11701032_10153196851318071_4874538822240479063_nFrom left to right: Elaine and Richard, me and Annelie, Francois and Andrea, Magda and Johan.

The sky was clear and blue, unlike the foggy Sunday morning the day before. But when we started the journey back inland, we had a really hard ride ahead of us. This region experiences what they call the “Oosweer”, Easterly Weather, when the hot winds blow from the inland to the ocean. It can become sandstorms, sandblasting everything in its way. We missed the sandblasting part, but from Swakopmund to Aranos I just could not go any faster than 110 km/h, with the fierce headwind.  It was hard, hard riding, and some motorists including police vehicles did not make it any easier, passing sometimes with less than a metre between them and us…

This was the day’s route:

Swakopmund Windhoek

When we passed Aranos, the wind became more gentle. But it was still a hard day on the bike. We stopped at Okahandja at a Biltong factory, where we had some coffee. Biltong= the Americans call it beef jerky- wind dried raw meat. I see the old team of Top Gear did not like it.  We in some of the harshest parts of the world love it- it was a way to preserve meat in a hot climate long before we had fridges and freezers.

From Okahandja to Windhoek the road passes some really beautiful scenery. But there are some severe road works along this road, and the local motorists can be very dangerous in passing, both directions… Beware of the local drivers…

When we arrived at Windhoek, we found that we have pre-booked at an excellent venue! We stayed over for two days at Urban Camp- just check out their website! 

It was lovely. You get to pitch your tent on pavement, underneath a canvas awning.


The bathrooms are hidden behind reeds, but it is modern and very well planned. To combat Southern Africa’s electricity woes, they were also busy installing some wood fired geysers to provide hot water.

Just 500 meters away is the one must see tourism destination for people like us. Called Joe’s Beerhouse, it is one of the largest restaurants I have ever seen. It has a very laid back ambience, with lots of different little corners so that groups can have their own private space.  We had a very good evening together, the food and drink, service and vibe in the place was great…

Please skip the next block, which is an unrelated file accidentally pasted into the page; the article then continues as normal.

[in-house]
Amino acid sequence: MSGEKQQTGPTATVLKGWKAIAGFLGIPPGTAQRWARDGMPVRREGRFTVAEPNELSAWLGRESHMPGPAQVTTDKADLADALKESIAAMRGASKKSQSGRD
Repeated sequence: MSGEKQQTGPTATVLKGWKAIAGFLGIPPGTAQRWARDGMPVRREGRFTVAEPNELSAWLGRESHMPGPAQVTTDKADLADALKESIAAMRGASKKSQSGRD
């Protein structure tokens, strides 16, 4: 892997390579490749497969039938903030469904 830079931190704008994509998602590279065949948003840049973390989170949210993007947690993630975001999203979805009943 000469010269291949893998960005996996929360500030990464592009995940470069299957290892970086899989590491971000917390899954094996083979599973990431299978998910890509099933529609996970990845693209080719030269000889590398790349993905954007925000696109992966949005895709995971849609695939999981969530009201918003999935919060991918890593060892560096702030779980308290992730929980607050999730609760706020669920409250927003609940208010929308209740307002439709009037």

Photo Andrea

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That Oryx Schnitzel was really good!

The next morning we first went to have our bikes washed, after all the ocean fog, and the salty roads that we have travelled on the past two days…


Afterwards we all had an appointment at the Namibia Bible House. We all are part of the South African Word Riders movement, which is organized nationally by Francois. So we had a visit to the Namibian Bible Society, and a briefing about what we do when we go out on Motorbikes to visit Schools in South Africa.

IMG_0127 IMG_0128 IMG_0129After some lekker coffee and snacks with wonderful people, we went to explore Windhoek. We stopped at the German church overlooking the whole city…


Afterwards, across the road, we went to see the new Freedom Monument- Museum…


After finishing these visits, the traffic of Windhoek started to get me under. The locals are not very motorbike friendly, they will not give you a gap to enter traffic, and some aggressively try to push you away to gain space for themselves.

That evening we did experience some genuine Namibian hospitality, when Barney and his wife (He is the manager of the Namibian Bible Society and she is a local pastor), invited us to dinner. We had a beautiful evening around a BRAAI (Barbeque). Again I had some Oryx meat, which I really enjoyed. We had a good evening filled with good food, wine and laughter. And then we had to go off to bed. Little did we know… to prepare for the NEXT day.

I enjoyed Urban Camp and Joe’s Beerhouse a lot. Windhoek might be a special city, I did not feel safe in the traffic on my motorbike.

Day 9- Swakopmund and Walvisbay

Swakopmund was one of the main destinations of our motorbike trip. It was also the furthest point from home. So we decided in fhe planning stage already that we would spend an extra day here, just resting

When we woke up on Sunday morning, the whole town was covered in fog.

My wife and I decided to walk through the beautiful town of Swakopmund in the fog. One huge bonus of staying at the municipal resort- we saw a laundromat next door, and we gladly handed them our first week’s dirty laundry, to be washed, dried and picked up at six.

Afterwards we walked down to the beach, and discovered that it was really cold along the ocean. So we turned into the commercial part of town. Being Sunday, it seemed totally deserted… we found that this could not be the main tourist season, there was nobody in sight… and with the fog… quite scary! Have you ever seen the original horror movie “The Fog”? I have when I was starting high school, and was traumatized by Fog ever since… 🙂